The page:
- I brought up DeAngelo Williams as a talking point last week, simply because he's had a better running back season than just about anybody but Peterson. But I'd be lying if I said I thought he was even the most valuable player on his own offense. Steve Smith is the Panthers MVP, and he just might be the second most dominant offensive player in the league behind Peterson. He's perenially underrated -- almost to Roethlisbergian proportions.
3. Twinkilling: How are you advising Antonio Bryant owners, not only this week for Fantasy Super Bowls but in the future? Take me, for instance: I'm playing for a ring in one league with the following WR corps: Greg Jennings, Terrell Owens, Roddy White and Antonio Bryant. We start three WRs...who's on my bench?
Sons of the Tundra: I would ride Bryant's hot streak through the fantasy playoffs, and then try to flip his possible fantasy playoff MVP performance as soon as the fantasy season is over.
How would I dissect Antonio Bryant's unique brand of high knucklehead factor? He's not as delusional as Cedric Benson, he's not as psychotically narcissistic as Terrell Owens, he's not as lazy and irresponsible as Plaxico Burress . . . instead, he's a volatile mixture of righteously indignant with an outsized ego, a lack of respect for authority, a past drug history, and a chip on his shoulder the size of Bill Parcells' goat tits.
I've always been intrigued with Bryant's talent, and I've had him on several redraft leagues over the past five seasons, but his value in Dynasty leagues is just lacking in stability. He's playing better now than he ever has, and he's gone from WR3 to WR2 easily over the past month. He's a big, physical receiver with great hands. That's the good news. The bad news is that he could easily go the way of Plaxico Burress at a moment's notice. Add in the uncertainty of where he'll play in 2009, and it gets even sketchier. After signing a one-year $650K contract last offseason, he told Jon Gruden that the Bucs were getting a lot more than they were paying for. And he was right. Now it's time for Antonio to get paid, and he just had the season of his life so his agent could show him the money this offseason. I think he's going wherever the biggest money is this offseason. Will that be Tampa? What if it's not? Even if he stays out of trouble, would Bryant match this year's production without the friendly confines of Gruden's split end role?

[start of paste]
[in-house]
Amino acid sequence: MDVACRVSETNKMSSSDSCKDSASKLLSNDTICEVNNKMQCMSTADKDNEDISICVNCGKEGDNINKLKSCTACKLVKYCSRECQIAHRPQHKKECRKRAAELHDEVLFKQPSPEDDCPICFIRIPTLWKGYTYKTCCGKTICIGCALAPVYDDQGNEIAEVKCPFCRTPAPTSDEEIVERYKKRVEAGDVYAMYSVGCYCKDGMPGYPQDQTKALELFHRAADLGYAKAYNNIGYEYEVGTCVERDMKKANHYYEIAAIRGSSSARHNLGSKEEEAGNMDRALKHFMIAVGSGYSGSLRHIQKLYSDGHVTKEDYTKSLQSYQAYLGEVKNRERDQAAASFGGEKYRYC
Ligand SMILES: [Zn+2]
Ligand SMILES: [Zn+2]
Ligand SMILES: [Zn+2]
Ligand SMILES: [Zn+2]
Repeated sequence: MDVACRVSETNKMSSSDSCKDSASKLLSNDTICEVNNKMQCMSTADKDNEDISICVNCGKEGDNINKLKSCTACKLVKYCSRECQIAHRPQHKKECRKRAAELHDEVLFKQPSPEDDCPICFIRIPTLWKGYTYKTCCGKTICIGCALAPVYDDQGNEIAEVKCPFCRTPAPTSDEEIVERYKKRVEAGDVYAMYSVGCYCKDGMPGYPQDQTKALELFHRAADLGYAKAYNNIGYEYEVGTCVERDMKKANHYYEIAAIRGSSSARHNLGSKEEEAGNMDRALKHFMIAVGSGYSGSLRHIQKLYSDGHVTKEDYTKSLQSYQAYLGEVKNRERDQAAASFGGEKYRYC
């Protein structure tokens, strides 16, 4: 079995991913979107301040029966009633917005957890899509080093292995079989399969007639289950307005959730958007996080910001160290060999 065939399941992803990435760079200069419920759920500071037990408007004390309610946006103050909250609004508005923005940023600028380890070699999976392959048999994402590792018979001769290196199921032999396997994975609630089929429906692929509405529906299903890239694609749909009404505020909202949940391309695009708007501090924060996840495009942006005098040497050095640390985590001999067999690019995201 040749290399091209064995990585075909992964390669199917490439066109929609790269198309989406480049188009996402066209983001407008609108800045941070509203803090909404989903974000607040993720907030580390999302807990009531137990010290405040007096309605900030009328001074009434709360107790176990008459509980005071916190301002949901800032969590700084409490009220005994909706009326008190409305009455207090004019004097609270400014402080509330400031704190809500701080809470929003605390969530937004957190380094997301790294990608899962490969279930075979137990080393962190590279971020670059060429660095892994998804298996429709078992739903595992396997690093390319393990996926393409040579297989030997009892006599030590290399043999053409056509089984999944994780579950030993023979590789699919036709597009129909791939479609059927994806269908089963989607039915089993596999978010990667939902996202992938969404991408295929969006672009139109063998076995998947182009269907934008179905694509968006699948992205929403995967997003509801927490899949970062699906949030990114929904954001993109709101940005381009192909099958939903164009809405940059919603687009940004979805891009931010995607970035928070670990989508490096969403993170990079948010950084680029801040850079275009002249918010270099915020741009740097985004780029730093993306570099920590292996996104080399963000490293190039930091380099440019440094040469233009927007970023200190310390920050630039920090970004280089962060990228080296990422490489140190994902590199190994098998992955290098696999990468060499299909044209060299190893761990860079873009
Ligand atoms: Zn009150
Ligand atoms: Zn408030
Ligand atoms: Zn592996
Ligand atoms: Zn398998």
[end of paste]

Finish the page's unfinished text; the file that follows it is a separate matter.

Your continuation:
Personally, I'd just assume get something of value from him and move on with other players. His package isn't something I place a lot of value on, but I know there are owners who really like his future value. And it's quite possible they're right and I'm wrong. He definitely has the talent to produce WR2 numbers for the next five seasons if he can keep his head on straight. I'd just rather someone else was invested in that stock.
For a perfect Antonio Bryant Rorshach inkblot test, read this very lengthy, very thorough article on Bryant's history by Yahoo's Sean Jensen. I read it and see a bright but immature young man who doubles as a righteously indignant egomaniac. Others read it and see an obscenely talented receiver who was never given the chance he deserved in the NFL.
Just for gits and shiggles, I'm going to put all three of these questions up for vote on the right sidebar.